Sunflowers are easy to grow little microgreens, and they pack a punch at the dinner table too. Sunflower microgreens are an excellent source of nutrients and even protein. These tiny sprouts are great in salads, in sandwiches, and also on their own. But, how to sprout organic sunflower seeds for microgreens?
I’ve grown and sprouted sunflowers with great success using my 8 Step Sunflower Sprouting method. Take a look at the technique, it’s straightforward and works excellent for a great crop of sunflower sprouts.
Why I Like Sunflowers For Microgreens
Not only are sunflower microgreens tasty, but they are also a great source of nutrients. These little healthy sprouts have decent amounts of vitamin A, vitamin K, iron, and even protein comes in at about 2% by weight. That’s not too shabby for a tiny microgreen that you can grow in your house for two weeks from seed to your table.
One of the great things I like about this microgreen is the thick and meaty little plant you get. I’ve grown kale and radish and a bunch of other micros like purple basil, for example, and they are tiny compared to the sunflower microgreen. The only downside I can see is that the seeds themselves are rather large compared to basil or kale.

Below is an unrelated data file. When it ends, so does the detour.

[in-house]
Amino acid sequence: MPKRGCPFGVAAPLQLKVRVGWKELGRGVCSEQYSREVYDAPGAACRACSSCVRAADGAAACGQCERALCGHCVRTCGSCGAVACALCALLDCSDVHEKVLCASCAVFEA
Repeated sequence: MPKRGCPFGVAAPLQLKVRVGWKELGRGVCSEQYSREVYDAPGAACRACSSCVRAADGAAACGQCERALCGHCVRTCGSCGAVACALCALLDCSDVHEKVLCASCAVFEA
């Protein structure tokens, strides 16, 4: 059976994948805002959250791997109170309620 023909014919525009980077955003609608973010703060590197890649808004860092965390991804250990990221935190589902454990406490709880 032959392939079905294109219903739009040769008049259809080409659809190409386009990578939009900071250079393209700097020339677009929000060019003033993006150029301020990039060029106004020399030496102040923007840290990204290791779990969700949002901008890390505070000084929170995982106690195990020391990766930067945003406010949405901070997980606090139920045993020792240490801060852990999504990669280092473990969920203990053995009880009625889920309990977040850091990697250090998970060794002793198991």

The Only Disadvantage To Sunflower Microgreens
The size and weight of the sunflower seed mean that storing large quantities of seeds, ordering, and thus paying for shipping of these seeds, both of these are the drawbacks to sunflower microgreen growing. It is even more relevant if you like growing microgreens in any quantity as I do.
Sprouting Sunflower Seeds In 8 Steps
When I sprout sunflowers for microgreens, I use an 8-step method. Here it is:
- Mix one ounce of hydrogen peroxide with ten ounces of distilled water.
- Soak the seeds in the hydrogen peroxide and water mixture for 1 hour. It softens the shells a touch and helps disinfect to remove any unwanted organisms.
- Rinse the seeds and soak in normal cold water for another 8 hours.
- Strain your seeds and set the container of wet seeds to drain but stay moist.
- Every 6 to 8 hours for the next two days, rinse the seeds and set to drain.
- After about 2-3 days, the seeds will have sprouted, and you’ll see the white curly tails sticking out of the split seed shells. Remove the sprouting seeds and spread out over some good organic soil.
- Lay cheesecloth over the seeds you’ve spread evenly on the moist soil. Spray the cheesecloth with water to keep it moist.
- About ten days later, you will have beautiful little sprouts to either harvest and eat or let grow into giant sunflower plants.
Here’s an infographic you can save and share with the eight easy steps:
When To Sprout And When To Harvest